The first real setback with the Horsemen occurred at Starrcade '86 after Anderson and Ole lost a Steel Cage match to The Rock 'n' Roll Express, with Ole getting pinned. The subsequent storyline positioned Ole as the weak link within the team, possibly attributed to his age. Ole's position with the group was only further weakened after he decided to take two months off after Starrcade. After Ole's return in February 1987, the other Horsemen turned on him and threw him out of the group, resulting in Ole incurring numerous attacks over the next several months. Afterwards, Ole was replaced with Lex Luger and the Horsemen resumed their dominance of the company.

As a member of the Horsemen, Anderson continued to be involved in high profile angles within the company. By mid-1987, Anderson and fellow Horsemen Tully Blanchard began regularly competing as a tag team and rose quickly through the tag team ranks.[2] The duo faced the Rock 'n' Roll Express for the NWA World Tag Team Championship on September 29, 1987 and were victorious.[2] This win further solidified the group's dominance in the company as Lex Luger was the reigning NWA United States Heavyweight Champion and Ric Flair spent most of 1987 as the NWA World Heavyweight Champion, losing it to Ron Garvin in September, only to regain it at Starrcade '87 on Thanksgiving night. Anderson and Tully continued to feud throughout the rest of the year and first few months of 1988 with the Road Warriors, the Rock 'n' Roll Express and the Midnight Express being their most frequent rivals.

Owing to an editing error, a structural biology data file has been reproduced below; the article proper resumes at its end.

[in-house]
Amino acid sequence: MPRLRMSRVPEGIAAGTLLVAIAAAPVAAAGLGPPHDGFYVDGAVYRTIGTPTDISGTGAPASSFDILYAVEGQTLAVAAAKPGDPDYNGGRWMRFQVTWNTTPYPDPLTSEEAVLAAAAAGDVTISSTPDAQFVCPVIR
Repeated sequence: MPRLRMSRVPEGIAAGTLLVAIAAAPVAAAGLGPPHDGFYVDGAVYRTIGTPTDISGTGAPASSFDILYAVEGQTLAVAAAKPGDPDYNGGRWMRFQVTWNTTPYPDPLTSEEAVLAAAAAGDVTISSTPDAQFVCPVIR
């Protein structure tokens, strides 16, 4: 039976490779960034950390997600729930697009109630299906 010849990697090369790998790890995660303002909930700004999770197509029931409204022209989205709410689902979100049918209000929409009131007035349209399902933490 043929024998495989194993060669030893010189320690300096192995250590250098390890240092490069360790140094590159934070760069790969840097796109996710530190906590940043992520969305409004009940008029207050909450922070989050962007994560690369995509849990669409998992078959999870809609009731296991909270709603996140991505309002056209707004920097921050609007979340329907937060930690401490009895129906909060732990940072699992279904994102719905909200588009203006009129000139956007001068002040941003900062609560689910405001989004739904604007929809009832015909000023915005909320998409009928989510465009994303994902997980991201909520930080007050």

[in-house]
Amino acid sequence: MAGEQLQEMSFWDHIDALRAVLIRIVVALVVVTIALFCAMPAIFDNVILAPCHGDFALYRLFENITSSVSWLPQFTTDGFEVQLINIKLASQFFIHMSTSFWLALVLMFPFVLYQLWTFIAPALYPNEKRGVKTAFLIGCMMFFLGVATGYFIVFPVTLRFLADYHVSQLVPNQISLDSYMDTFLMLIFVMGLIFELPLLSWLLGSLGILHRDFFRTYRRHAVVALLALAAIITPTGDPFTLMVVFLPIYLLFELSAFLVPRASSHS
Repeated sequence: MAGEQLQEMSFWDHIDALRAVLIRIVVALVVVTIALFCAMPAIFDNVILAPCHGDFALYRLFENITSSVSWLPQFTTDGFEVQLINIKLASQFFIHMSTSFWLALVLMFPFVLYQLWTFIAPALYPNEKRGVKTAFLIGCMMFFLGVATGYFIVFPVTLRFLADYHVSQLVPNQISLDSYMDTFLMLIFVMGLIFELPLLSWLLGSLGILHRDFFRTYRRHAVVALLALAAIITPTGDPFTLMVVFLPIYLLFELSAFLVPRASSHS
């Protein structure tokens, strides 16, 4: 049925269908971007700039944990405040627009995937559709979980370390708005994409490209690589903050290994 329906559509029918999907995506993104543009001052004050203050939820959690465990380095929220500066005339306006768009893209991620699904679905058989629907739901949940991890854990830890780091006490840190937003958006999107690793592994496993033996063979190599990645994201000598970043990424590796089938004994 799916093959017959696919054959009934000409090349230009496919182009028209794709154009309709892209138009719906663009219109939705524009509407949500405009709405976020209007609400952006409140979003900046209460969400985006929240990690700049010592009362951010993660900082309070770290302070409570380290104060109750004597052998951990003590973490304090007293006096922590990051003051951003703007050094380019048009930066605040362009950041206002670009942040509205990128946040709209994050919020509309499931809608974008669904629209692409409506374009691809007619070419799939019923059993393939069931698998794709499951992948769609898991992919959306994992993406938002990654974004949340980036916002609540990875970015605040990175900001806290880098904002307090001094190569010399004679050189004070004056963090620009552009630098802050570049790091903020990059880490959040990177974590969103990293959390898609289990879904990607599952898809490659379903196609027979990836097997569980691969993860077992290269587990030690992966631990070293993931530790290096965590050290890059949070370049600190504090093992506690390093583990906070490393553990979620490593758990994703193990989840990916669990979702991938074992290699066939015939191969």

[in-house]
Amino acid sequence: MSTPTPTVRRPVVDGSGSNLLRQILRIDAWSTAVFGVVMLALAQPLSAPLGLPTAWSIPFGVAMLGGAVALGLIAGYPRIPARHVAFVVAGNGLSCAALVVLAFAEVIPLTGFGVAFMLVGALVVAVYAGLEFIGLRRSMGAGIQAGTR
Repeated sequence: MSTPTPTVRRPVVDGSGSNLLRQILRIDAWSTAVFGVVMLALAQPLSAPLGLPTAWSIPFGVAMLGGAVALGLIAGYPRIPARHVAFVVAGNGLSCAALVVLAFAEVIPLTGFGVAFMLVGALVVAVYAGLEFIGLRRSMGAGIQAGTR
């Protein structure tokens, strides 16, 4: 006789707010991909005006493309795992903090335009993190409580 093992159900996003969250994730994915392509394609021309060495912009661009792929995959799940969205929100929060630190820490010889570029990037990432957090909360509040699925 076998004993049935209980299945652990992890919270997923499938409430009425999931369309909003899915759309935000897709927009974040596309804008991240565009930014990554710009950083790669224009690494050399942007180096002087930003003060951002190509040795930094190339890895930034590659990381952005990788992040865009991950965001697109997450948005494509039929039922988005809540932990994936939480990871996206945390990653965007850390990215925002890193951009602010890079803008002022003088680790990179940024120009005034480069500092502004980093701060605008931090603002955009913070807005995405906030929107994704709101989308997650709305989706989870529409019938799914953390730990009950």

By December 1987, Luger had defected from the Horsemen and began a heated feud with the group, with Ric Flair especially. In early 1988, Luger formed a tag team with Barry Windham and began challenging Anderson and Blanchard for the NWA World Tag Team Championship. The bigger, stronger team of Windham and Luger were eventually successful, winning the titles on March 27, 1988. The reign would be short lived, however, as Anderson and Blanchard regained the titles less than a month later after Barry Windham turned on Luger during their match and joined the Horsemen. Though Anderson and Blanchard were two of the biggest stars in Crockett's company, they were frequently in dispute with Crockett over their pay. Despite the fact that the two, along with the Horsemen, were helping to generate millions of dollars in revenue for the company, they considered themselves to be underpaid. Their last contracted match with the company took place on September 10, 1988 when they dropped the NWA World Tag Team Championship to the Midnight Express before leaving for the WWF.